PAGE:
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New Study Proves What Most Parents Already Know About Electronic Toys

baby with phone

With the dizzying array of ads and articles about the latest baby gadgets–whether it’s laptops, cellphones, mini-guitars, or talking farms–you’re probably tired of all the advertisements marketed to your baby, in order to keep up with the Baby Joneses. But maybe these tech toys aren’t so great for your kids after all.

According to a new study recently featured in The New York Times, JAMA Pediatrics found that when babies and parents played with electronic toys marketed as “language” promoters, parents ended up responding less to their baby’s babbling than when the parents and child played with traditional toys. This, in turn, makes babies verbalize less.

READ: Think You Hate Barbies? You’ll Probably Love Their New Ad

So, wait for it: It means traditional toys are still better than electronic ones when it comes to fostering cognitive skills and verbal development. Which, for moms and dads everywhere, probably doesn’t come as a major surprise.

Associate Professor of Communications Science and Disorders at Northern Arizona University, Anna V. Sosa, who led the study, stated why this might be the case:

“My hunch is that they were letting the baby interact with the toy and they were on the sidelines. Since the toy was providing some feedback to the baby—if they pushed the button, it did something, it made a noise, it lit up—we think that in addition to sort of letting the toys talk for them, the parents also sort of let the toy interact for them.”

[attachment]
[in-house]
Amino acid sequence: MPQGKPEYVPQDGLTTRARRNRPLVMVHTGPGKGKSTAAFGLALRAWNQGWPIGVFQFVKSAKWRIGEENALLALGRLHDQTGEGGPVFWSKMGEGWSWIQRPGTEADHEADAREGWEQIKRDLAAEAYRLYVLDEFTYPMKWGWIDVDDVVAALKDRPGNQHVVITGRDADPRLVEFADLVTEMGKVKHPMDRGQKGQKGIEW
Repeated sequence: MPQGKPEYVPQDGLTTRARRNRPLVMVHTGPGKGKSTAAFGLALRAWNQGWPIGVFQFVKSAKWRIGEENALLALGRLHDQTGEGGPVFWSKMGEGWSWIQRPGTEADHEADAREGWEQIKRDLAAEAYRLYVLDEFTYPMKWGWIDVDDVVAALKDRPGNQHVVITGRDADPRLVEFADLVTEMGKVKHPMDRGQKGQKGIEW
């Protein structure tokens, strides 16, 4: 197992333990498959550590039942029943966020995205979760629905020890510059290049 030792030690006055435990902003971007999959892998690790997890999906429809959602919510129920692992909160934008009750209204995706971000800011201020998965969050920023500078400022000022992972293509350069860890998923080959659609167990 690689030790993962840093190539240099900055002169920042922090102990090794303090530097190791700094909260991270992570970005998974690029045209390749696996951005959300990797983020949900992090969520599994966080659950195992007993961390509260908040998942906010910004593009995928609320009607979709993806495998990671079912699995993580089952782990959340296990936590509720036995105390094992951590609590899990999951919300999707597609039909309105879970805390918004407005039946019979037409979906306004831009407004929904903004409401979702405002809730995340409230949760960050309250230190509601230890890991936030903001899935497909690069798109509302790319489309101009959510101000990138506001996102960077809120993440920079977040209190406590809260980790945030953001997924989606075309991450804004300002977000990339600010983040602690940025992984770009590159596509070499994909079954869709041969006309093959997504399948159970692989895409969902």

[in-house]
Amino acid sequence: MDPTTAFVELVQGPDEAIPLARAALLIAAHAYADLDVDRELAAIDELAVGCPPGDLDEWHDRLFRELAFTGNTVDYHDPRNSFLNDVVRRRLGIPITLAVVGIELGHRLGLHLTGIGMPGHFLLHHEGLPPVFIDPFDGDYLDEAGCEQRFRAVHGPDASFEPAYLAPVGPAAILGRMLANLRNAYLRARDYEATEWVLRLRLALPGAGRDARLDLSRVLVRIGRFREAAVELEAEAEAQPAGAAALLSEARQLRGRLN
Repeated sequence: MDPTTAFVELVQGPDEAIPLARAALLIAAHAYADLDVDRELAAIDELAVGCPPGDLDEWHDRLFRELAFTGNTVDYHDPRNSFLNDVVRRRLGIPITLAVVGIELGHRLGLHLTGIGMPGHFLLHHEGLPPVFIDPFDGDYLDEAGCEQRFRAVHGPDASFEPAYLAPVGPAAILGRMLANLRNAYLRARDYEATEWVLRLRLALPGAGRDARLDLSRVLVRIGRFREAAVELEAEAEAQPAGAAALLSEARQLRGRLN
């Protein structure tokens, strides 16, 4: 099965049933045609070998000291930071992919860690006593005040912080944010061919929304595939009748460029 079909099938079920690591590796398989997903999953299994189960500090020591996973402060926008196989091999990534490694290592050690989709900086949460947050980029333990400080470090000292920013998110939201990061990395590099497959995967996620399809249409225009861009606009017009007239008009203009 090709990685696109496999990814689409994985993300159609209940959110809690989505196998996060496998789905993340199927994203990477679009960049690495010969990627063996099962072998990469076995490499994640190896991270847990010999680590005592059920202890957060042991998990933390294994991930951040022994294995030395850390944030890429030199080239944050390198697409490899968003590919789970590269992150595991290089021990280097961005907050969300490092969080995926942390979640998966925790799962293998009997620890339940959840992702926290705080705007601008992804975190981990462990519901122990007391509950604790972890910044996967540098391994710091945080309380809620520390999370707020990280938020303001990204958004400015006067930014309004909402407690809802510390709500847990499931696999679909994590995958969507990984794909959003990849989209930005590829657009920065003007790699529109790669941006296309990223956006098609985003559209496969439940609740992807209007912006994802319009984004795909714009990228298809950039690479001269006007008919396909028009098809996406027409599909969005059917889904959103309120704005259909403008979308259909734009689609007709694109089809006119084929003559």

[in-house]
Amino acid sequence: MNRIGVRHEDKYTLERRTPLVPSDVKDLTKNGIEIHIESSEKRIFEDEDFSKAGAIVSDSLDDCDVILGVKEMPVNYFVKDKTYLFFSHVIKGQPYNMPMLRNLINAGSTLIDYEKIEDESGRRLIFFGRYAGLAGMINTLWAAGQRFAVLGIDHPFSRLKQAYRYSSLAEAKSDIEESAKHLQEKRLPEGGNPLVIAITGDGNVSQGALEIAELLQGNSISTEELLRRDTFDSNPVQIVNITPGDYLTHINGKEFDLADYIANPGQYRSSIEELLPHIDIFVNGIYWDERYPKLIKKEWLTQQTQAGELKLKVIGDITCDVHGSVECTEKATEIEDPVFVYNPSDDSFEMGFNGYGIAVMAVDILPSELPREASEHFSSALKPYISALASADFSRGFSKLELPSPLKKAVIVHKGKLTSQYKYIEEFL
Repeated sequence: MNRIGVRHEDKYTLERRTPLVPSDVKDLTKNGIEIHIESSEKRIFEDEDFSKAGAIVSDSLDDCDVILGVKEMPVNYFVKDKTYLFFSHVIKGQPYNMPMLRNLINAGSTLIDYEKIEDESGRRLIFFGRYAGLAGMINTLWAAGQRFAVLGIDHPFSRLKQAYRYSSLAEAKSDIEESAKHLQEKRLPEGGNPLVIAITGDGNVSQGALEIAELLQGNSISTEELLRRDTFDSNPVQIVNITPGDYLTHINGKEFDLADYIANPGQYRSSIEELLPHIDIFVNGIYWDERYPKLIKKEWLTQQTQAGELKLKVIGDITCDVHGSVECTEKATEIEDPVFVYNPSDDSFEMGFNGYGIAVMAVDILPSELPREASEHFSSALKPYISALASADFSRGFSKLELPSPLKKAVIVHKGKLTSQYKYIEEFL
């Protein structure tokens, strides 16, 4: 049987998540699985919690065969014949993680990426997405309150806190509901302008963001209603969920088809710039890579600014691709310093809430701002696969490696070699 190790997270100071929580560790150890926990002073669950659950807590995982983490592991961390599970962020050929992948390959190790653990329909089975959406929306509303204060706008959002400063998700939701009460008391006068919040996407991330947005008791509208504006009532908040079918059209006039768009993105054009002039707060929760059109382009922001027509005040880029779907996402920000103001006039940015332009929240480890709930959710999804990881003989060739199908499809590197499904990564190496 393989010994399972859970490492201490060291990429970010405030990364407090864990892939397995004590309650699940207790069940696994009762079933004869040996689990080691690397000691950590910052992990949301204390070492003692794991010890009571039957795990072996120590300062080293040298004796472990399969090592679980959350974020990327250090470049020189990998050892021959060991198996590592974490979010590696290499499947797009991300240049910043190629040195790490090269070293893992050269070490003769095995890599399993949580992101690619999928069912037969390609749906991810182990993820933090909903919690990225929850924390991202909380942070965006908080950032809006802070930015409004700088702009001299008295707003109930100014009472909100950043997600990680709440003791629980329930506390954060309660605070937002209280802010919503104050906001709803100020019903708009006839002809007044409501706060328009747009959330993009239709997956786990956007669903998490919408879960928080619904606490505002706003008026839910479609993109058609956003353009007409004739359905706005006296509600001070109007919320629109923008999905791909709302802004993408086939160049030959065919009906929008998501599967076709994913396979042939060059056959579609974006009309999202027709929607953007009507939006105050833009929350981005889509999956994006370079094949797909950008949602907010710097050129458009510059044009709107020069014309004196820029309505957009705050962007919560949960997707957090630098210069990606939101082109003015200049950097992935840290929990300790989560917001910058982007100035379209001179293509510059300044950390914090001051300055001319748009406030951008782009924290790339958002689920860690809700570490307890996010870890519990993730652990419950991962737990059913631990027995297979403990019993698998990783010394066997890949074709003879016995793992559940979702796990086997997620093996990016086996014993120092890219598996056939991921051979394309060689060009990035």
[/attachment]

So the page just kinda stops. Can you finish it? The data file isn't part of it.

According to the study, parents said about 40 words per minute when an electronic toy was being used, as opposed to 56 words per minute for non-electronic toys, and 67 words per minute with books. Sosa mentioned the results were the same regardless of sex or age of the baby. For three days, parents and babies 10-16 months old, played for 15-minute sessions, which were recorded the entire time.

READ: Tired of Boring Toys? Try These IKEA Toys Designed by Children

However, it is important to note that the study was small–only 26 families participated–and most of the parents were white and educated. It goes without saying that using a bigger and more diverse group would not only benefit the results, but more accurately capture how parents and kids interact with each other.

Erica Jones and her now 3-year-old son Devin participated in the study when Devin was only 10 months old. Jones found the findings helpful, stating how using electronic toys did make her talk less:

“If there’s this other noise already there, I didn’t really feel like I wanted to talk. It felt a little bit weird sometimes to talk over the noise. The busier I get, the more easy it is to let him play with different electronic toys, and because of the study, it just reminds me to kind of move away from that.”

What do you think? Do you feel like electronic toys impede your child’s language development? Or do you think they help? Tell us in the comments below.

The opinions expressed here are the personal views of the author. Comments are moderated, so use your inside voices, keep your hands to yourself, and no, we're not interested in herbal supplements.

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